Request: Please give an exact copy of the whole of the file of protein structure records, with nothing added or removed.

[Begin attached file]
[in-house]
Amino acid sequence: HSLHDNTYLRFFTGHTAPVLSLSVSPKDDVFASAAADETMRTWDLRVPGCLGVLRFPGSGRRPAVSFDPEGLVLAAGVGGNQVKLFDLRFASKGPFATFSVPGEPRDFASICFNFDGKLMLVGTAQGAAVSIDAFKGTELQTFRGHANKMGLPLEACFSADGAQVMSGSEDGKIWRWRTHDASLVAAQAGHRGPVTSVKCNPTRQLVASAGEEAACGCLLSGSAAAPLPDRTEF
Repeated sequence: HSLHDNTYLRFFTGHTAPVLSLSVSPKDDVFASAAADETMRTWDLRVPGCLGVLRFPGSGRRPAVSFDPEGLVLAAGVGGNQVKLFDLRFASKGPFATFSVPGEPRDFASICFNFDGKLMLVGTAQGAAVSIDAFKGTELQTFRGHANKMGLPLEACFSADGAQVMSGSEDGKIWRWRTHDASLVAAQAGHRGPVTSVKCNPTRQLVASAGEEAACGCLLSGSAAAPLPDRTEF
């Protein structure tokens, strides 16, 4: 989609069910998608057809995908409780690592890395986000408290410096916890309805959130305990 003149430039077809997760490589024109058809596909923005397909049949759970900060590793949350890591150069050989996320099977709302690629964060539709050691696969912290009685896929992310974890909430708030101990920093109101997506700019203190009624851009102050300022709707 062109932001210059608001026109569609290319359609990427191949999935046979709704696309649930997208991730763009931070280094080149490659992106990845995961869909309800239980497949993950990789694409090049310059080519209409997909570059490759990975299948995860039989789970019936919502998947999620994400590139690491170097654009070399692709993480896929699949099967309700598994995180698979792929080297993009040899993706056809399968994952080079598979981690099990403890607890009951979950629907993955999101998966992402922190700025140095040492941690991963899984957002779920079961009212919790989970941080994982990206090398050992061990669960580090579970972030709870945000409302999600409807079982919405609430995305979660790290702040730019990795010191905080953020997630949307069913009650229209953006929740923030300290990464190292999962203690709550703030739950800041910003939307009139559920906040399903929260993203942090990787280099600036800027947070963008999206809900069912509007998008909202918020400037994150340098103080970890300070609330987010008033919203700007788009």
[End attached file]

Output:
[in-house]
Amino acid sequence: HSLHDNTYLRFFTGHTAPVLSLSVSPKDDVFASAAADETMRTWDLRVPGCLGVLRFPGSGRRPAVSFDPEGLVLAAGVGGNQVKLFDLRFASKGPFATFSVPGEPRDFASICFNFDGKLMLVGTAQGAAVSIDAFKGTELQTFRGHANKMGLPLEACFSADGAQVMSGSEDGKIWRWRTHDASLVAAQAGHRGPVTSVKCNPTRQLVASAGEEAACGCLLSGSAAAPLPDRTEF
Repeated sequence: HSLHDNTYLRFFTGHTAPVLSLSVSPKDDVFASAAADETMRTWDLRVPGCLGVLRFPGSGRRPAVSFDPEGLVLAAGVGGNQVKLFDLRFASKGPFATFSVPGEPRDFASICFNFDGKLMLVGTAQGAAVSIDAFKGTELQTFRGHANKMGLPLEACFSADGAQVMSGSEDGKIWRWRTHDASLVAAQAGHRGPVTSVKCNPTRQLVASAGEEAACGCLLSGSAAAPLPDRTEF
């Protein structure tokens, strides 16, 4: 989609069910998608057809995908409780690592890395986000408290410096916890309805959130305990 003149430039077809997760490589024109058809596909923005397909049949759970900060590793949350890591150069050989996320099977709302690629964060539709050691696969912290009685896929992310974890909430708030101990920093109101997506700019203190009624851009102050300022709707 062109932001210059608001026109569609290319359609990427191949999935046979709704696309649930997208991730763009931070280094080149490659992106990845995961869909309800239980497949993950990789694409090049310059080519209409997909570059490759990975299948995860039989789970019936919502998947999620994400590139690491170097654009070399692709993480896929699949099967309700598994995180698979792929080297993009040899993706056809399968994952080079598979981690099990403890607890009951979950629907993955999101998966992402922190700025140095040492941690991963899984957002779920079961009212919790989970941080994982990206090398050992061990669960580090579970972030709870945000409302999600409807079982919405609430995305979660790290702040730019990795010191905080953020997630949307069913009650229209953006929740923030300290990464190292999962203690709550703030739950800041910003939307009139559920906040399903929260993203942090990787280099600036800027947070963008999206809900069912509007998008909202918020400037994150340098103080970890300070609330987010008033919203700007788009």